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In the last couple of years everything seems to have been turned on its head, so it is reassuring that the British public will still have its enthusiasm for cheese at Christmas. It’s as expected as the bumper Radio Times, Noddy Holder’s bellow and It’s A Wonderful Life.
Stilton will fly out of the chiller, and the cheese-buying public have consistently shelled out for bumper orders of cheese at this time of year – even last year! If certainty is now a mythical construct, one thing of which we can be sure is that this year, not everything will go exactly as planned.
A supply chain used to be a trade term, unknown to the general public, but now it’s as likely to be discussed down the pub as the football scores. There are so many variables at play, from production levels, delivery of stock in (and onward mail-order despatch), plus the timing and nature of consumer demand.
This time last year, a lockdown was not on the cards, but it still happened. Hopefully we’ll not see a repetition of that, but it’d pay to have a fall-back plan. Just in case.
This year, Christmas Day falls on a Saturday, giving a full working week for just-in-time deliveries out to consumers, then a strong weekend followed by another robust week, until dusk on Friday, Christmas Eve. That’s the kind of intensive trading that I love. My chillers and storage space would be turned over two to three times over a good Christmas fortnight, which meant canny ordering, particularly in the timing of top-up deliveries.
It pays to try and tie down advance sales and orders as much as possible – whether by incentivising early delivery and collection or establishing cut-off dates for pre-orders. This year, stories about potential shortages will galvanise some shoppers to organise themselves early, but there’ll still be some hunting for blue cheese after lunch on Christmas Eve. During lockdown, a lot of shoppers turned to mail order for previously untried product areas (including cheese) and ‘your’ customers are likely to be targeted by a variety of online sellers, so make sure that you speak to them early about their Christmas orders and gift hampers. It’s got a lot more competitive out there, even if you are 20 miles away from the next nearest cheesemonger.
As far as deliveries into the shop are concerned, I found it best practice to have a small number of suppliers for lines of importance to the shop. Having alternatives, but enough ‘clout’ with each one is important, especially if courier and delivery drivers continue to be in short supply. Equally, any goods that you are despatching need to be sure of getting there.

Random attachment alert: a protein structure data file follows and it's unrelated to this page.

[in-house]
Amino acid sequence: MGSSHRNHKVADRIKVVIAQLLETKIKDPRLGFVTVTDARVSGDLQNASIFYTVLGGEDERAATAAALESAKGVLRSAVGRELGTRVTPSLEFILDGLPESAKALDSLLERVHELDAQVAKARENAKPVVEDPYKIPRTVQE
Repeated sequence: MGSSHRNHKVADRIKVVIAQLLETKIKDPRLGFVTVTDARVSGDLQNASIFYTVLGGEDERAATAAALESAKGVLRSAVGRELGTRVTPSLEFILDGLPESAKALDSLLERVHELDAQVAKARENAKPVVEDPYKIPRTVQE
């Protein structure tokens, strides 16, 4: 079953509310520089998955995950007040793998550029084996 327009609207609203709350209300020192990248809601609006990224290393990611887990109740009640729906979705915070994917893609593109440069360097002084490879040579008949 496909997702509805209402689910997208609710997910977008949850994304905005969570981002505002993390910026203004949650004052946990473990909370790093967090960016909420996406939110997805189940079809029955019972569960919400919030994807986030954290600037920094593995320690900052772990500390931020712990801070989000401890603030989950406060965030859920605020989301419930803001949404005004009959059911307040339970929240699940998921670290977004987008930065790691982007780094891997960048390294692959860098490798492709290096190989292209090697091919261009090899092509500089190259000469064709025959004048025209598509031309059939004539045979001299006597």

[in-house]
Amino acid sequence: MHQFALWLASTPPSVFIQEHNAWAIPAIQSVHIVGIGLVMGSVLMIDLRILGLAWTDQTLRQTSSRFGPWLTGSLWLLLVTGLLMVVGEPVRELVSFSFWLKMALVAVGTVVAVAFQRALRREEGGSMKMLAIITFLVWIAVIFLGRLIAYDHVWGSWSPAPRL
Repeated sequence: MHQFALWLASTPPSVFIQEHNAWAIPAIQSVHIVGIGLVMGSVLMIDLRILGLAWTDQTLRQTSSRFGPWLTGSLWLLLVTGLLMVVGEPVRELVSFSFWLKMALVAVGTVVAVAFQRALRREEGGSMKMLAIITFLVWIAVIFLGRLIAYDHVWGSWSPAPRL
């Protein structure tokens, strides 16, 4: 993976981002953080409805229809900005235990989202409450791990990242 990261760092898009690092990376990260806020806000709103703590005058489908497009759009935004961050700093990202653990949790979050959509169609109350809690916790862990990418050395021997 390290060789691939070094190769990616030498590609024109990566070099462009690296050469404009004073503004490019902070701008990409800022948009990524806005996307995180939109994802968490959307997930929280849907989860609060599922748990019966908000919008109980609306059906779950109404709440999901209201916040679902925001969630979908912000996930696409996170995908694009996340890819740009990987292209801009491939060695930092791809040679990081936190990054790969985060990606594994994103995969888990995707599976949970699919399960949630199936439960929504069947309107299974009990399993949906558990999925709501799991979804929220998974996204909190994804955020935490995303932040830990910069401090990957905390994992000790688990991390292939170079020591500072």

For a while I had a signwritten shop van, used for local collection and deliveries. I’d make sure that the petrol tank was full this year, and be prepared to put some miles in, if I couldn’t get courier collections.
How are your staff? There seems to be a shortage of good workers across hospitality and retail at present. If you have good people, you’ll want to keep them. Make sure that they are committed by discussing rotas early on and perhaps promising a post-Christmas incentive for lasting the course, whether that’s a party, hamper or bonus. Do you have reserves in case staff get sick over these crucial weeks? Perhaps retired ex-employees, college students or someone who left to tend children?
Yuletide profitability comes from minimising wastage, as much as boosting sales. Writing off stock is heart-breaking. After one particularly snowy pre-Christmas weekend, I ran out of ‘friends of the shop’ to receive a New Year gift of cheese. My old boss used to say “Let’s fall in that river when we come to it”, and don’t obsess, but an idea of what you might do in such an event reduces the shock!
Knowing what cheese needs selling, and when, is vital, but also applies to accompaniments. The finer the food, the fewer the preservatives; biscuits, chutneys and preserves may run out of shelf life during the quieter weeks in the early New Year. Consider matching that stock with cheese now, both in hampers and through cross-selling, rather than letting fate run its course. If you have stock to move on, try to get some benefit from it, either in cash (a contribution to cost will be better than a write-off) or goodwill, by offering it to a food bank or homeless shelter.
It’s not really a seasonal thought, but there’s a major difference between a murderer committing a ‘crime of passion’ and a professional assassin. The impassioned avenger will probably look no further than the act itself, while the latter will have a plan B, including an exit route should things go awry. If we hope to make a killing (sorry) over Christmas 2021, I suggest that we adopt the principles of the assassin and have plans B, C and maybe a few more, ready to roll out should the need arise. More appropriately, as Tiny Tim said in A Christmas Carol: “God bless us every one!”